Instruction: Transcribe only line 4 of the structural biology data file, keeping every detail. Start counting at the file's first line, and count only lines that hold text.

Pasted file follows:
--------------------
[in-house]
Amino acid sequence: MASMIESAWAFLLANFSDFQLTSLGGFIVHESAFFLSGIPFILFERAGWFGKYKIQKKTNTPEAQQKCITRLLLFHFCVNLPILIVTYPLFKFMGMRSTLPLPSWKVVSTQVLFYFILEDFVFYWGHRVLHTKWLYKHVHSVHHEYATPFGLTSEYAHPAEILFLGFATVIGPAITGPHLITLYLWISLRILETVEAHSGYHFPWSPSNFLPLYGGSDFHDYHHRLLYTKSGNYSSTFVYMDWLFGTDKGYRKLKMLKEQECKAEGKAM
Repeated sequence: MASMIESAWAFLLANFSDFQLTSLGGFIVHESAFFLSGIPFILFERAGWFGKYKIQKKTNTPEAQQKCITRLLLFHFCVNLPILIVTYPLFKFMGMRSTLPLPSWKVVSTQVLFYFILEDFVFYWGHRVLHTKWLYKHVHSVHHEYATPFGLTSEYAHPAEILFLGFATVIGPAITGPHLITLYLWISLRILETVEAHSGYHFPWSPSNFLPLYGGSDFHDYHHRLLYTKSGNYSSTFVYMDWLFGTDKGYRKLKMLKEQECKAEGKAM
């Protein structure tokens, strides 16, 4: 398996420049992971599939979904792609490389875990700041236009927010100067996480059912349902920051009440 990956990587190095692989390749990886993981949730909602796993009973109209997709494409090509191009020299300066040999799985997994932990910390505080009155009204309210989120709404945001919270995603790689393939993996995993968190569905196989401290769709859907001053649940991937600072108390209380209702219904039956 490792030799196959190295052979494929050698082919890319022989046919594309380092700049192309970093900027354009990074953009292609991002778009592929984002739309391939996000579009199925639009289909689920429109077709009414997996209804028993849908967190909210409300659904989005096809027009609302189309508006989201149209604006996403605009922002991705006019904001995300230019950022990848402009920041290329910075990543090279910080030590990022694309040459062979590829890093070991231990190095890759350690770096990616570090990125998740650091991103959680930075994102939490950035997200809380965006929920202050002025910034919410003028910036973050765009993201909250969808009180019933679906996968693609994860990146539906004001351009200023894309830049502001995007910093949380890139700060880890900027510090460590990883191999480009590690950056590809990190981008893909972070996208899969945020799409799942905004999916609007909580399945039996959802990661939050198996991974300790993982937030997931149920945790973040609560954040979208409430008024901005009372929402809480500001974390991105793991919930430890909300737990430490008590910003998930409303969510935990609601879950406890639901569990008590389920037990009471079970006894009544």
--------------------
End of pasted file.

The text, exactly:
């Protein structure tokens, strides 16, 4: 398996420049992971599939979904792609490389875990700041236009927010100067996480059912349902920051009440 990956990587190095692989390749990886993981949730909602796993009973109209997709494409090509191009020299300066040999799985997994932990910390505080009155009204309210989120709404945001919270995603790689393939993996995993968190569905196989401290769709859907001053649940991937600072108390209380209702219904039956 490792030799196959190295052979494929050698082919890319022989046919594309380092700049192309970093900027354009990074953009292609991002778009592929984002739309391939996000579009199925639009289909689920429109077709009414997996209804028993849908967190909210409300659904989005096809027009609302189309508006989201149209604006996403605009922002991705006019904001995300230019950022990848402009920041290329910075990543090279910080030590990022694309040459062979590829890093070991231990190095890759350690770096990616570090990125998740650091991103959680930075994102939490950035997200809380965006929920202050002025910034919410003028910036973050765009993201909250969808009180019933679906996968693609994860990146539906004001351009200023894309830049502001995007910093949380890139700060880890900027510090460590990883191999480009590690950056590809990190981008893909972070996208899969945020799409799942905004999916609007909580399945039996959802990661939050198996991974300790993982937030997931149920945790973040609560954040979208409430008024901005009372929402809480500001974390991105793991919930430890909300737990430490008590910003998930409303969510935990609601879950406890639901569990008590389920037990009471079970006894009544």